Emma Goldman's Tribute to Voltarine de Clyre
<--Previous Up Next-->
High Resolution Image
best be seen from the fact that she began to study Spanish and had actually planned to go to Mexico to live and work among the Yaqui Indians and to become an active force in the Revolution.
In 1910, Voltairine de Cleyre moved from Philidelphia to Chicago, where she again took up teaching of immigrants; at the same time she lectured, worked on a history of the so-called Haymarket Riot, translated from French of life of Louise Michel, the priestess of pity and vengeance, as W.T. Stead had named the French Anarchist, and other works dealing with Anarchism by foreign writers. Constantly in the throes of her terrible affliction, she knew but too well that the disease would speedily bring her to her grave. But she endured her pain stoically, without letting her friends know the inroads her illness was making upon her constitution. Bravely she fought for life with infinite patience and pains, but in vain. The infection gradually penetrated deeper and, finally, there developed a mastoid which necessitated an immediate operation. She might have recovered from it had not the poison spread to the brain. The first operation impaired her memory; she could recollect no names, even of the closest friends who watched over her. It was reasonably certain that a second operation, if she could have survived it, would have left her without the capacity for speech. Soon grim Death made all scientific experiment on the much-tortured body of Voltairine de Cleyre unnecessary. She died on June 6th, 1912. In Waldheim cemetery, near the grave of the Chicago Anarchists, lies at rest Voltairine de Cleyre, and every year large masses journey there to pay homage to the memory of America’s first Anarchist martyrs and they lovingly remember Voltairine de Cleyre.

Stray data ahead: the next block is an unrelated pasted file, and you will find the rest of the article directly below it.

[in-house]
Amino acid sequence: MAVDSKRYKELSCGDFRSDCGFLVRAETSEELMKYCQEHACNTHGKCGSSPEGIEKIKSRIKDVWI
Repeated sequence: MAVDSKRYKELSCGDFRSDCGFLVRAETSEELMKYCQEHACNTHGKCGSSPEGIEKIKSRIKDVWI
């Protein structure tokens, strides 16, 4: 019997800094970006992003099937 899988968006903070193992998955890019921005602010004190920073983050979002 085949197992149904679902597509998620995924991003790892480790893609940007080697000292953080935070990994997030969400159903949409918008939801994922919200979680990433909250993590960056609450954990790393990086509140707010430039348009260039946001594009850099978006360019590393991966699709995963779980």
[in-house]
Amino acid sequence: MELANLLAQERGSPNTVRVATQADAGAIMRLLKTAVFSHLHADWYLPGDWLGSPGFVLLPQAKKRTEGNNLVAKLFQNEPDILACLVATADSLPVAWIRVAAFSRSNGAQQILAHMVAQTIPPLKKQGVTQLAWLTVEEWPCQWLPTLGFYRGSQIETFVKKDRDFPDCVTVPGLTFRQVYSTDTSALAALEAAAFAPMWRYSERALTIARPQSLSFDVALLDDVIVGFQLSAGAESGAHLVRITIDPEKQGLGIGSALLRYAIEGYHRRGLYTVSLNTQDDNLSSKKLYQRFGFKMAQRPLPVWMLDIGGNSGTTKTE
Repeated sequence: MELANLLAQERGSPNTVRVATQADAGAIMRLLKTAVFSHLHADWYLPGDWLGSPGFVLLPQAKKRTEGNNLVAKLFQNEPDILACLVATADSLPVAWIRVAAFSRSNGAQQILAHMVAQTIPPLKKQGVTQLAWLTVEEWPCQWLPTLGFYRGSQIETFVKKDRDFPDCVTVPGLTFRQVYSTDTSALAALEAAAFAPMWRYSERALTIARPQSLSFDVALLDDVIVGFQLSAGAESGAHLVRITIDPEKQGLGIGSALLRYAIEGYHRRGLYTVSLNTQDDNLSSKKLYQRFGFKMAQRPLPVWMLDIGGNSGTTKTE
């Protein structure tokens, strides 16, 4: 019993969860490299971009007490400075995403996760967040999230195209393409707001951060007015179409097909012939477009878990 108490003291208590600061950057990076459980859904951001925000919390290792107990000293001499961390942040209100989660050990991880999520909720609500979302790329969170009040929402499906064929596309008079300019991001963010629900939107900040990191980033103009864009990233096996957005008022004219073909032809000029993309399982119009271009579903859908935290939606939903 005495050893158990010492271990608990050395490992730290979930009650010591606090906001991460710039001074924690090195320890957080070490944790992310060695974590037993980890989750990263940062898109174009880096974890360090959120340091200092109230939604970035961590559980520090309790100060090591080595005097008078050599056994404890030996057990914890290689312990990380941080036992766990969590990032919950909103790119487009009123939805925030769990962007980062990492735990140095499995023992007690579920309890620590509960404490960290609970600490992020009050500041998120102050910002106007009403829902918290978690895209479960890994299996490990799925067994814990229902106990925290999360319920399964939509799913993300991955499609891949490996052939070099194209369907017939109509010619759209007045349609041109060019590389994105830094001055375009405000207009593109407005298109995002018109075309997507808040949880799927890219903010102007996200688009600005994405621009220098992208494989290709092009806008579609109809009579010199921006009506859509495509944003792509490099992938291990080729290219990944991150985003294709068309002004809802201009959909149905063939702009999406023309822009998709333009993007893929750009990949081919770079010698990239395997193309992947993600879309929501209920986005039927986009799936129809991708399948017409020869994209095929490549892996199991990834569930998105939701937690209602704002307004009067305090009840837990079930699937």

The bare physical facts in the life of this unique woman are not difficult to record. But they are not enough to clarify the traits that combined in her character, the contradictions in her soul, the emotional tragedies in her life. For, unlike other great social rebels, Voltairine’s public career was not very rich in events. True, she had some conflicts with the powers that be, she was forcibly removed from the platform